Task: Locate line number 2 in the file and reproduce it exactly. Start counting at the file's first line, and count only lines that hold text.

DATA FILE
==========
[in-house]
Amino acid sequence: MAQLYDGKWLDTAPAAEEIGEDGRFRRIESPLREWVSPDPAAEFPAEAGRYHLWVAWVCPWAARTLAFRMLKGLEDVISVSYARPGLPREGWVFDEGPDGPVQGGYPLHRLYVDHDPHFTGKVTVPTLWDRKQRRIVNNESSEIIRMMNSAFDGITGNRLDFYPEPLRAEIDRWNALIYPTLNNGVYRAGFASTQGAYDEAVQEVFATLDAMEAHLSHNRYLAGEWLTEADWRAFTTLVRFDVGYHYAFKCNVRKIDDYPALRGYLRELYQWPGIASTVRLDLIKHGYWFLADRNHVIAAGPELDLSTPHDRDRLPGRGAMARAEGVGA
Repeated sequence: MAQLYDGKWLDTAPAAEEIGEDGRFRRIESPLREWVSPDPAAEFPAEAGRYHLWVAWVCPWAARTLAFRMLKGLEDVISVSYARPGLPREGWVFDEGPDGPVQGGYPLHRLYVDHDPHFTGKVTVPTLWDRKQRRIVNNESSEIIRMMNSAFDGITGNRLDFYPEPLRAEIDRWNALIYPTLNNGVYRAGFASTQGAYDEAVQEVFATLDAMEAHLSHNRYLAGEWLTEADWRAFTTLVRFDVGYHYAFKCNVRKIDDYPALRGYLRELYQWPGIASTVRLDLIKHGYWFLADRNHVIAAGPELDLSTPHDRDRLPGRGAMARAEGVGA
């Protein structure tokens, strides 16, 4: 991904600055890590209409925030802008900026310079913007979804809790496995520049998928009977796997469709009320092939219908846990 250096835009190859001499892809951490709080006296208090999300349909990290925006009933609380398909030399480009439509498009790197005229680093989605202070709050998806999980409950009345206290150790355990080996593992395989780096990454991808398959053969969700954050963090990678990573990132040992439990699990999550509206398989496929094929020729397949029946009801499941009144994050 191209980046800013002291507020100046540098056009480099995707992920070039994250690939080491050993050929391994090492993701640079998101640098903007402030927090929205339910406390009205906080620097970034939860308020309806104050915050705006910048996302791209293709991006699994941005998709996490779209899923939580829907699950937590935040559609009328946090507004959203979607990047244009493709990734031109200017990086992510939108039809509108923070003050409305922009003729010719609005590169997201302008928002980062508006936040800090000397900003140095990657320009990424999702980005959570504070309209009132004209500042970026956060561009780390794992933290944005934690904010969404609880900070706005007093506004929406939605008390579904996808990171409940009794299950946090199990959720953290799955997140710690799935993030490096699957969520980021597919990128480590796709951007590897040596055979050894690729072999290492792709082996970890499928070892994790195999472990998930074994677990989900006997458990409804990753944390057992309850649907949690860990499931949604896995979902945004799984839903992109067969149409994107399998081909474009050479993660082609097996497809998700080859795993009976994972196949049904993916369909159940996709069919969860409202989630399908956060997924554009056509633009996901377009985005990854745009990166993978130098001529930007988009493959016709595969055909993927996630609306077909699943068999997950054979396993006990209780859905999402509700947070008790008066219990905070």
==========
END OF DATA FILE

Amino acid sequence: MAQLYDGKWLDTAPAAEEIGEDGRFRRIESPLREWVSPDPAAEFPAEAGRYHLWVAWVCPWAARTLAFRMLKGLEDVISVSYARPGLPREGWVFDEGPDGPVQGGYPLHRLYVDHDPHFTGKVTVPTLWDRKQRRIVNNESSEIIRMMNSAFDGITGNRLDFYPEPLRAEIDRWNALIYPTLNNGVYRAGFASTQGAYDEAVQEVFATLDAMEAHLSHNRYLAGEWLTEADWRAFTTLVRFDVGYHYAFKCNVRKIDDYPALRGYLRELYQWPGIASTVRLDLIKHGYWFLADRNHVIAAGPELDLSTPHDRDRLPGRGAMARAEGVGA